Anishinaabe stories preserve tradition
Amik Smallwood smoked his ceremonial pipe briefly Saturday afternoon before beginning an old Anishinaabe teaching.
He smoked as an offering, to ask the Creator for forgiveness for telling stories during the day, rather than at night.
"I also smoked the pipe for forgiveness for you, for not knowing any better," he told the audience.
Smallwood, whose first language is Ojibwe, was speaking at the second annual American Indian Storytelling Event: Sharing our Gifts, at the University of Wisconsin-Superior. The Mille Lacs Band of Ojibwe member was one of four Ojibwe and Lakota storytellers at the event organized by groups from the University of Minnesota Duluth, UWS, the College of St. Scholastica and Lake Superior College.
The stories help maintain a sense of connection to those with similar beliefs in an area that has been home to Anishinaabe people and other tribes for hundreds of years, organizers say.
Anishinaabe tradition is to tell stories in the winter and at night, when snow is on the ground and families are inside, together, before bedtime. Different bands and tribes have different beliefs about why that is, and Smallwood knows only what he was taught by his relatives and elders, he said. The teachings, both humorous and sad, center on life lessons, adventure and values, and are largely the same throughout Ojibwe Indian country.
His first lecture, as he calls it, was told with broad, humorous gestures so those who didn't speak Ojibwe could try to glean meaning from it.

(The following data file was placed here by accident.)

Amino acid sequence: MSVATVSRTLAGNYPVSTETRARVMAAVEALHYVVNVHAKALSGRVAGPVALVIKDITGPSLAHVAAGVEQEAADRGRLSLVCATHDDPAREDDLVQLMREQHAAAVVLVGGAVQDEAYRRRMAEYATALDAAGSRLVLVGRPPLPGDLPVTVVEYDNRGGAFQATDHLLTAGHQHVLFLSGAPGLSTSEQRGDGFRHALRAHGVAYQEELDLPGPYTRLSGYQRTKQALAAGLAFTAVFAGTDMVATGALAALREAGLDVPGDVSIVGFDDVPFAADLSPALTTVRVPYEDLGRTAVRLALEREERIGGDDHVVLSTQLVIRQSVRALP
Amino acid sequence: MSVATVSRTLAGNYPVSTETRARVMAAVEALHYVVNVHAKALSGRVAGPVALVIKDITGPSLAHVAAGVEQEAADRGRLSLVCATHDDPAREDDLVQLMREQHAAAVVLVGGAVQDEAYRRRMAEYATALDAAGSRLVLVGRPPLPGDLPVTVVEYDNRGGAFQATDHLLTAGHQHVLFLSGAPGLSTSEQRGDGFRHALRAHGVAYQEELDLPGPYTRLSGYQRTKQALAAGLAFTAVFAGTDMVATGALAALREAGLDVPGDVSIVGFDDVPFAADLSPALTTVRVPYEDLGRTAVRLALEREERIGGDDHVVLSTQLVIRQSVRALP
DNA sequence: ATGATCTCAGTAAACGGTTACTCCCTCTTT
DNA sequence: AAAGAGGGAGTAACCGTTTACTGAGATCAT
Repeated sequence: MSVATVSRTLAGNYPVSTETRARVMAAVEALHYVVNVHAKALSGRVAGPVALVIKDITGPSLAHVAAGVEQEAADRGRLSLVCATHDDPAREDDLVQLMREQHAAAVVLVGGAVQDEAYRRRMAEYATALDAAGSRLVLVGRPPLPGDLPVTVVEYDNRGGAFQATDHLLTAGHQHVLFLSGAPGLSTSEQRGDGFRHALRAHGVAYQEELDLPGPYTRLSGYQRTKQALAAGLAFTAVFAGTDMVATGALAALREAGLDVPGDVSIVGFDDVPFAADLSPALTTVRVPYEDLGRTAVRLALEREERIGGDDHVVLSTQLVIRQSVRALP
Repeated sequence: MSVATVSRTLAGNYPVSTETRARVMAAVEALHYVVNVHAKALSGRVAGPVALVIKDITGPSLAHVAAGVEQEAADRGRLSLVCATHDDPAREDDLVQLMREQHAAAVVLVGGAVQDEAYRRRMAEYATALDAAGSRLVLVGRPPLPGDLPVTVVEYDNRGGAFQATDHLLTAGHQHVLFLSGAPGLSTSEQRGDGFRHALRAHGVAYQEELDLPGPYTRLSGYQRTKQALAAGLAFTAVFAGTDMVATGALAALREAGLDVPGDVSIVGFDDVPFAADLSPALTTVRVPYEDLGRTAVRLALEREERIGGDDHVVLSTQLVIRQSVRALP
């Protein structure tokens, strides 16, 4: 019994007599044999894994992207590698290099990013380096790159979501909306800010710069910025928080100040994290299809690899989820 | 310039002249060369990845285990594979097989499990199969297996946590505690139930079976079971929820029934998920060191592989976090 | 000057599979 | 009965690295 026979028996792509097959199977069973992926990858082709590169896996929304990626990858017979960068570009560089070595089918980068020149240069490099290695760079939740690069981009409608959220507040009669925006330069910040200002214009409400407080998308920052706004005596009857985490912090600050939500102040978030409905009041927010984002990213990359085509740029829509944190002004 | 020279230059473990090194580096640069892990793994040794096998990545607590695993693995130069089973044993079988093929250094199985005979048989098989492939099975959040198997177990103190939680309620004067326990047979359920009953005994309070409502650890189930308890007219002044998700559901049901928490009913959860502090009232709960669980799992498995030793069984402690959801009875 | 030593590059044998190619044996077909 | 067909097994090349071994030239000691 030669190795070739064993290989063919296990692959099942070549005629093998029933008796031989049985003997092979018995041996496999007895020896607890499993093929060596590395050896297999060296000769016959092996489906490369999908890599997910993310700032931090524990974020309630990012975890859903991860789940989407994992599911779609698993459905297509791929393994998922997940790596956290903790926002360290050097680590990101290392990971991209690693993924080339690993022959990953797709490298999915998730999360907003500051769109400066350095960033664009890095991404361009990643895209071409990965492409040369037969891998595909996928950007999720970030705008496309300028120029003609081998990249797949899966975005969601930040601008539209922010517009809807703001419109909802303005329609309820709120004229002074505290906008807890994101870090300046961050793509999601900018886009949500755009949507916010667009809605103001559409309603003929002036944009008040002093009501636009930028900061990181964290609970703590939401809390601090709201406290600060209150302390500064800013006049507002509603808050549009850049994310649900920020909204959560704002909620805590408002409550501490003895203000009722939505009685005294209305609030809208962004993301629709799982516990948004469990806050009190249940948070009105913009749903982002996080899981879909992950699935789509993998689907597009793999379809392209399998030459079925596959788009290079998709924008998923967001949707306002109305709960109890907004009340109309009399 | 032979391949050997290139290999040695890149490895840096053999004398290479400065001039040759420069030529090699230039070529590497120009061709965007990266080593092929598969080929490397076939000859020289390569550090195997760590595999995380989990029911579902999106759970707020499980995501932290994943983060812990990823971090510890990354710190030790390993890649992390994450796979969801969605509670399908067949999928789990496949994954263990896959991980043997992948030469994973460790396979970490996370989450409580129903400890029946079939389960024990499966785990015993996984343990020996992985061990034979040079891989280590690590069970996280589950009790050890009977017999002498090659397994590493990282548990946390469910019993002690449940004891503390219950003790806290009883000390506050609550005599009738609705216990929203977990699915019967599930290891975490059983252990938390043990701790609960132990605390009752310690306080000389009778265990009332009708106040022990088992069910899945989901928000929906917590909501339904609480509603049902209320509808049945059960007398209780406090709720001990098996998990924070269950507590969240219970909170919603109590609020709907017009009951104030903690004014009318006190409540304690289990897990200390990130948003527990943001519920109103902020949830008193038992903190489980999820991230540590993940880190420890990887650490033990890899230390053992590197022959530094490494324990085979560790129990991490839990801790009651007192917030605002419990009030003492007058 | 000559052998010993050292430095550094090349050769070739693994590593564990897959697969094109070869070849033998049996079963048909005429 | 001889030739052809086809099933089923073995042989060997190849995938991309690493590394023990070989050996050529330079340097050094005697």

He told a tale of the Creator's son -- who is the protagonist in each story because he passes on the lessons -- walking past a large swamp. On the other side he saw a very tall man waving at him. He waved back, and the other man kept waving. Because he was stubborn he returned the wave. Seasons passed and the man starved, but he would not put his arm down. Finally, the other man fell over. The Creator's son walked around the swamp, and saw that the man was a tree branch.
The lesson in that, Smallwood said, is one shouldn't be stubborn, or so set on winning.
"We're taught not to be better than anyone else; we're taught to be equals," he said.
Bill Howes, project coordinator of the Ojibwe language and culture program at St. Scholastica, said the stories are gifts passed on by each generation; stories great-grandparents learned when they were little.
"They teach us about ... a good way to live life, and they help us understand ourselves," he said. "Our worldview, our perspective, is in those stories. When those things may be missing in other parts of your life, you can find them by listening."
Fond du Lac Band of Lake Superior Chippewa member Ricky DeFoe said the oral traditions exercise the mind. Growing up, assimilation efforts kept him from hearing many of these stories, he said.
"That's why I come to these events as a middle-aged man," he said. "The language is beautiful, archaic and sacred."
Smallwood -- who runs a language and culture camp in Rutledge -- translated each of his stories, but said he only does that on rare occasions when he's not teaching students.
"When it's told in English it loses a lot of meaning," he said.
He explained that Anishinaabe stories are to remain oral, not to be commercialized by putting them in books.
"I tried to do that once ... two silver-haired uncles said absolutely not," he said.